- Using an interdisciplinary approach, multiple teachers—for example, one social studies, one science, and one math—might work together to have students plant a variety of seeds in different soil types to grow vegetables on the school grounds. Each teacher would ask students to contribute to the collective problem—studying soil properties and seed germination in their science class; calculating the cost of the materials in their math class; and finally, drawing a map of the local school grounds in their social studies class to help decide where to place the garden based on geographic direction. In this case, students and teachers across disciplines work together in an integrated way that makes the concept more authentic and real-world (but, like the salad shown here, you can still identify the individual component disciplines or parts).
- Finally, using a transdisciplinary approach, you would walk into any one classroom and not be able to tell which discipline(s) are being taught because they have “converged.” For example, students might be asked to come up with an entrepreneurial project to raise funds for those in need in their local community. They decide to design and build a garden so they can make and sell salsa, while also helping people experiencing food insecurities in their community. In this case, students identify a complex real-world problem and work together to create a shared approach to identifying the phenomenon or solving the problem.
A Pathway to Convergence
Teaching for convergence is not about replacing disciplinary teaching with transdisciplinary teaching; instead, it is about a pathway to convergence. Students, especially in the early grades, still require a strong foundation of disciplinary knowledge and skills. The transition along the pathway to convergence, from disciplinary to transdisciplinary teaching and learning, does not just happen—it is intentional, explicit, and measured.
Transdisciplinary teaching and learning that leads students along a pathway to convergence has many different names that you may be familiar with already—phenomenon-based learning, problem-based learning, place-based learning, project-based learning, civic engagement, inquiry-based learning, entrepreneurship education, and applied learning. No matter what you call it, this type of teaching is important to prepare today’s students for tomorrow’s complex world. And it is becoming more common in schools, despite the barriers that exist in the U.S. (e.g., aligning with standards; finding time in the curriculum; finding common planning time to collaborate with other teachers).
Free Teaching Resources
The Smithsonian and other federal agencies that support STEAM teachers are here to help. We develop resources to support educators as they move from disciplinary to transdisciplinary teaching and learning along the pathway to convergence. At the Smithsonian, for example, we have a front door to discoveries in science, history, art, and culture. We bring these disciplines together by integrating inquiry-based science education, civic engagement, place-based education, global citizenship education, and education for sustainable development, so that students can engage in local action for global goals, whether it is about food security or environmental justice.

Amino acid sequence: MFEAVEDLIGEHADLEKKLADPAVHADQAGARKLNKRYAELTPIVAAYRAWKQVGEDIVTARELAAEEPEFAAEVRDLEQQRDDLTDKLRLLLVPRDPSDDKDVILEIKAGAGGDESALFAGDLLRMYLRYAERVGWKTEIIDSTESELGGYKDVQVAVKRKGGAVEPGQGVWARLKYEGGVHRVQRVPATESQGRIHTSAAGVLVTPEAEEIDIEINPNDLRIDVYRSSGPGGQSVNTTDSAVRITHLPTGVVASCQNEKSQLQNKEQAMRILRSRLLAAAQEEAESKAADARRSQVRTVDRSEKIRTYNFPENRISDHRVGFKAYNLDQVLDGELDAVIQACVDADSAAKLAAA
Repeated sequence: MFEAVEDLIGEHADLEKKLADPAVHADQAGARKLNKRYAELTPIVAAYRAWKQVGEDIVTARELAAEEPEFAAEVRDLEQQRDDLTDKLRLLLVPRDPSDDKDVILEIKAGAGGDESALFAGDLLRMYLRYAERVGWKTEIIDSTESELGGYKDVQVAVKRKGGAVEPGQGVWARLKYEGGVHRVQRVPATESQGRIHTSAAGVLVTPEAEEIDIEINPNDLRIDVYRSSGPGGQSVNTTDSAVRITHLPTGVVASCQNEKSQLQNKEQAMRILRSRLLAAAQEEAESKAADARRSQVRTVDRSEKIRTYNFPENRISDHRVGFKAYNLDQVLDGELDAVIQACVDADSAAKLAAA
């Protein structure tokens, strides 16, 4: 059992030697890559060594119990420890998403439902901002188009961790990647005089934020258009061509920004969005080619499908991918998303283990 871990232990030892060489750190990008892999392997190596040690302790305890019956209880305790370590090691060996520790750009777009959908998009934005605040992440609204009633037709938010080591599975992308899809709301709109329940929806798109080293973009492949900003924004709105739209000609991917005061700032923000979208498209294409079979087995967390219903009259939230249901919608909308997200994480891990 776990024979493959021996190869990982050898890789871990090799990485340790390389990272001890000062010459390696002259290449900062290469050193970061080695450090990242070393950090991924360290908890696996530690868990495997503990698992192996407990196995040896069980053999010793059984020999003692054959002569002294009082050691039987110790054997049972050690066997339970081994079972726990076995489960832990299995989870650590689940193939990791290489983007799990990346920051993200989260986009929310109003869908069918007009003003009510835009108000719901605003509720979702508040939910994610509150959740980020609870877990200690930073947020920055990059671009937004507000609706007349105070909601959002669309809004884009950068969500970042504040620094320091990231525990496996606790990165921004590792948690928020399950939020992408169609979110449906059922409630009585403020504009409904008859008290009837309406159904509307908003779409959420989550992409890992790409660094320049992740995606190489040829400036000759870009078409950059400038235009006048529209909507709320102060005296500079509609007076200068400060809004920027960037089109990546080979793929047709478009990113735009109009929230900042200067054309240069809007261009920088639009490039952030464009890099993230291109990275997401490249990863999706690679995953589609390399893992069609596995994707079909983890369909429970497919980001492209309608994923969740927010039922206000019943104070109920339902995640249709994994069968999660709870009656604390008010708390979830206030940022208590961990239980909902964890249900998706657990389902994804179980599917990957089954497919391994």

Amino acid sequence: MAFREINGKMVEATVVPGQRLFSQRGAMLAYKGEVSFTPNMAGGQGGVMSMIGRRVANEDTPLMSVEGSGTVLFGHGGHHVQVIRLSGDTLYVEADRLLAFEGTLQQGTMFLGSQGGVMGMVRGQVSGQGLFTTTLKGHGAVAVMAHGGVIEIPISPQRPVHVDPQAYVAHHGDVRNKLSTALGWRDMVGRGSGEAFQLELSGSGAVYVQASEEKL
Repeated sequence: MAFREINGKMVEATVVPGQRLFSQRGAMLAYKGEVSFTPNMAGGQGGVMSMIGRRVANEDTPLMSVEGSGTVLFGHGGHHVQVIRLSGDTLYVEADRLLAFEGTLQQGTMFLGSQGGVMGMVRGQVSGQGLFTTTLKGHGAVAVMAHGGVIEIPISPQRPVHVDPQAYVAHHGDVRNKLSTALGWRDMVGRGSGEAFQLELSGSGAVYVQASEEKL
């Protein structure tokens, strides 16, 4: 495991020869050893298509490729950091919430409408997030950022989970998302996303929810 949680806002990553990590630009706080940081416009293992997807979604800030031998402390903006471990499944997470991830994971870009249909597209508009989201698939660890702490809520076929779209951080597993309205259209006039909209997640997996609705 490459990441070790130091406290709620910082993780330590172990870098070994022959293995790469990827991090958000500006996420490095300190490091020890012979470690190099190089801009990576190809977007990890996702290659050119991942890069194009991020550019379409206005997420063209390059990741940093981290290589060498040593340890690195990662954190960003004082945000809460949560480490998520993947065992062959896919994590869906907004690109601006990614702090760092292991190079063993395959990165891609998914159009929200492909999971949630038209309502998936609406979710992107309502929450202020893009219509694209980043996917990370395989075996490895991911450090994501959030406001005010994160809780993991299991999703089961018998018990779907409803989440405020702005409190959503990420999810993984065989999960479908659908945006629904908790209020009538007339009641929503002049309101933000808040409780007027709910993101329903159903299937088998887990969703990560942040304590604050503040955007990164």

Convergence education and a transdisciplinary approach to teaching and learning helps students develop critical reasoning skills, systemic understanding of complex issues, scientific literacy, perspective taking, and consensus building, all as they plan and carry out local actions for social good. Teachers and students across the country, with the support of the Smithsonian and other federal partners, are tackling the most pressing environmental and social issues of our time, supporting young students as they take action to address complex global issues, and helping them find solutions that address societal needs through convergence education.
Acknowledgement: This article is based on the work of the Federal Coordination in STEM Education (FC-STEM) Interagency Working Group on Convergence, under the direction of Quincy Brown and Nafeesa Owens of the Office of Science and Technology Policy. The IWG is co-led by Louie Lopez and Jorge Valdes, with support from Executive Secretary Emily Kuehn.
Editor's Note: To learn more about the Convergence Education framework, join Carol O’Donnell and Kelly J. Day, along with a panel of federal educators and practitioners at the Smithsonian's National Education Summit on July 27-28, 2022. More information is available here: https://s.si.edu/EducationSummit2022